It depends. X.509v3 certificates usually come with an "Extended Key Usage" extension field, which contains a list of permitted usages (EKUs).
Regular web server certificates contain the "TLS Server Authentication" usage (sometimes shown as "TLS Web Server", but it really is not Web-specific at all).
To act as a client, you need a certificate with "TLS Client Authentication" (again often shown as "TLS Web Client", despite having nothing Web-specific in it).
It is quite common for regular "web server" SSL certificates to contain both usages – for example, I'm looking at certificates issued by Let's Encrypt and DigiCert, and all of them contain both usages, therefore can be used for client/mutual authentication.
However, it's possible that in some other CAs, especially private organization CAs, most certificates have one usage or the other, but rarely both.
For example, OpenVPN used to strictly require "only TLS Client" (rather than "at least TLS Client" as other programs do), therefore its
easy-rsa script issues server-only and client-only certificates but not the mixed kind.
So you should examine your certificates and make sure they contain the required EKU. Practically any certificate tool will do the job – for example, the Certificate properties dialog in Windows will show this under "V3 Extensions", as will web browsers,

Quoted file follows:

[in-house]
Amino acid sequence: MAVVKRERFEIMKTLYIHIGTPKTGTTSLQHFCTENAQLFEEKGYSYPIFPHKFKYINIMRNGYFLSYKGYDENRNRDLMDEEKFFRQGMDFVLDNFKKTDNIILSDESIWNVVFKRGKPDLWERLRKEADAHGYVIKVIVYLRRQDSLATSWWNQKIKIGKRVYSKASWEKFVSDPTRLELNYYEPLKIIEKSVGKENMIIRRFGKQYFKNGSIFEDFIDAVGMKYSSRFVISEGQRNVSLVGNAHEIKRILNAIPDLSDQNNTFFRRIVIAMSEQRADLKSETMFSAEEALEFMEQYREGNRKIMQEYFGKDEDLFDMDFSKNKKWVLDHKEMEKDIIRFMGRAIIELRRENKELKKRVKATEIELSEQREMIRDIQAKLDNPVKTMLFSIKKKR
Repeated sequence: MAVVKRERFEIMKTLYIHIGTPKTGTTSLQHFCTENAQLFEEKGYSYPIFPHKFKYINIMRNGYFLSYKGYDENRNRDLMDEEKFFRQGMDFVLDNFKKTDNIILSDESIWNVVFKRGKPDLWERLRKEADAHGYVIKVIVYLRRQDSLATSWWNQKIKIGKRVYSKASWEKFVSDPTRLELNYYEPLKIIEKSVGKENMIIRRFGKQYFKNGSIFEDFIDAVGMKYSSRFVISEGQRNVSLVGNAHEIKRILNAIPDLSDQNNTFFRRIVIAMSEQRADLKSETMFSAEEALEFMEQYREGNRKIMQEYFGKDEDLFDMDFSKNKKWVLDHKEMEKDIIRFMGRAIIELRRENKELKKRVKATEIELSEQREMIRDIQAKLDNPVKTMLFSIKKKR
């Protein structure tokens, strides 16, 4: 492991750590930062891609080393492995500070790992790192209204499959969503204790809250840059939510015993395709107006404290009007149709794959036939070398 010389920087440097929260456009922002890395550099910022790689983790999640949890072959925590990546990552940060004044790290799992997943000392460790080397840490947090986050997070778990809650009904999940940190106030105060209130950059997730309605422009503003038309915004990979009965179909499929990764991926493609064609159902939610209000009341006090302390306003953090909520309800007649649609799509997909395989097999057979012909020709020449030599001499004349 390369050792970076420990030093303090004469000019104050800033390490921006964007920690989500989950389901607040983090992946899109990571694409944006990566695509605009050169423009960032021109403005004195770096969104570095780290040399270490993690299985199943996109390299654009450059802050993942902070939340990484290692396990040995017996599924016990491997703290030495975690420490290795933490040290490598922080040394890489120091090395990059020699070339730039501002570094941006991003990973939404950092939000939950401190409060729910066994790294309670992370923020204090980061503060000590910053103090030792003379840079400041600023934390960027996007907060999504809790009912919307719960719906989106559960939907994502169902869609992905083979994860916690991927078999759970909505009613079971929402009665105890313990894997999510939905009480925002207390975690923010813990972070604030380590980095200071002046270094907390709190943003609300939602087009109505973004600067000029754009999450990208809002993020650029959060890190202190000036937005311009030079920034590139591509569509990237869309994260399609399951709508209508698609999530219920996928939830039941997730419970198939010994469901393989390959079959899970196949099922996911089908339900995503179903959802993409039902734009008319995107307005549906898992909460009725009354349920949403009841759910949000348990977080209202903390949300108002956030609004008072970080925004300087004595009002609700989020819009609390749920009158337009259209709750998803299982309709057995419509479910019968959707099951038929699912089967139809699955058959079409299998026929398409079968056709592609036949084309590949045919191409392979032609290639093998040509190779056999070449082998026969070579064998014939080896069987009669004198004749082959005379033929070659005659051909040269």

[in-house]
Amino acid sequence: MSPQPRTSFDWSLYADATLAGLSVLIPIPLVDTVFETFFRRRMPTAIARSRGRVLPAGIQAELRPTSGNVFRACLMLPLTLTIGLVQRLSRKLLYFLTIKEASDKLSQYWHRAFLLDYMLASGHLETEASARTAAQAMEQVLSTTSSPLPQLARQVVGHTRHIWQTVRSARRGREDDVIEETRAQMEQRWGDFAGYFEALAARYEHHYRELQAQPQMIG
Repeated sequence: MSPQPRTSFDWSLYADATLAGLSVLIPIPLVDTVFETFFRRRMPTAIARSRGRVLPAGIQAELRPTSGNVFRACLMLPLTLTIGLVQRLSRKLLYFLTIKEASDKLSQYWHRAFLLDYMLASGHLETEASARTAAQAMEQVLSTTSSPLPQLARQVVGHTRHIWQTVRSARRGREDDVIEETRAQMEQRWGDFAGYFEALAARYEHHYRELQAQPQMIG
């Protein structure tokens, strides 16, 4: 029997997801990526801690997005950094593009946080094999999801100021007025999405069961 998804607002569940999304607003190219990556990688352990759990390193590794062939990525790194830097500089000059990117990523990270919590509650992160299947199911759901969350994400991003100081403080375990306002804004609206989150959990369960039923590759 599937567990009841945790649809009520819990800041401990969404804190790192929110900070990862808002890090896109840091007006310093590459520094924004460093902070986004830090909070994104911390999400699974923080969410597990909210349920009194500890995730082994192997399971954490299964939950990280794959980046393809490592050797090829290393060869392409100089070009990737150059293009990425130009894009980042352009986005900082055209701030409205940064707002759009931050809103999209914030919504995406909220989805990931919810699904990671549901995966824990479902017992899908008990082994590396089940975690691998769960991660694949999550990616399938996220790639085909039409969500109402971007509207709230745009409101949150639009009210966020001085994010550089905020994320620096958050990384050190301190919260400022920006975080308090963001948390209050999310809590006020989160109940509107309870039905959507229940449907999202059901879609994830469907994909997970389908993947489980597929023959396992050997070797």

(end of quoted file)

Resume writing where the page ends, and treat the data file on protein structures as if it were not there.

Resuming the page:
Also worth remembering if you run your own internal CA: If you use an intermediate CA certificate, pay attention to it as well. Intermediates aren't required to have an EKU extension, but if they do have it, then all certificates issued by that intermediate are constrained by it. (If you obtain the certs commercially, shouldn't need to worry about it.)
Additionally, the certificate will have a basic "Key Usage" field which contains some very general restrictions: e.g. "Digital Signature" means the certificate is allowed to sign data (and therefore allows EDH/EECDH handshake in TLS); "Key Agreement" appears to be for static-DH/ECDH; "Key Encipherment" allows static-RSA handshakes.
The official X.509v3 documentation is very confusing in what usages are needed when... Commercial CAs will usually get this field right. But for private CAs it's worth double-checking.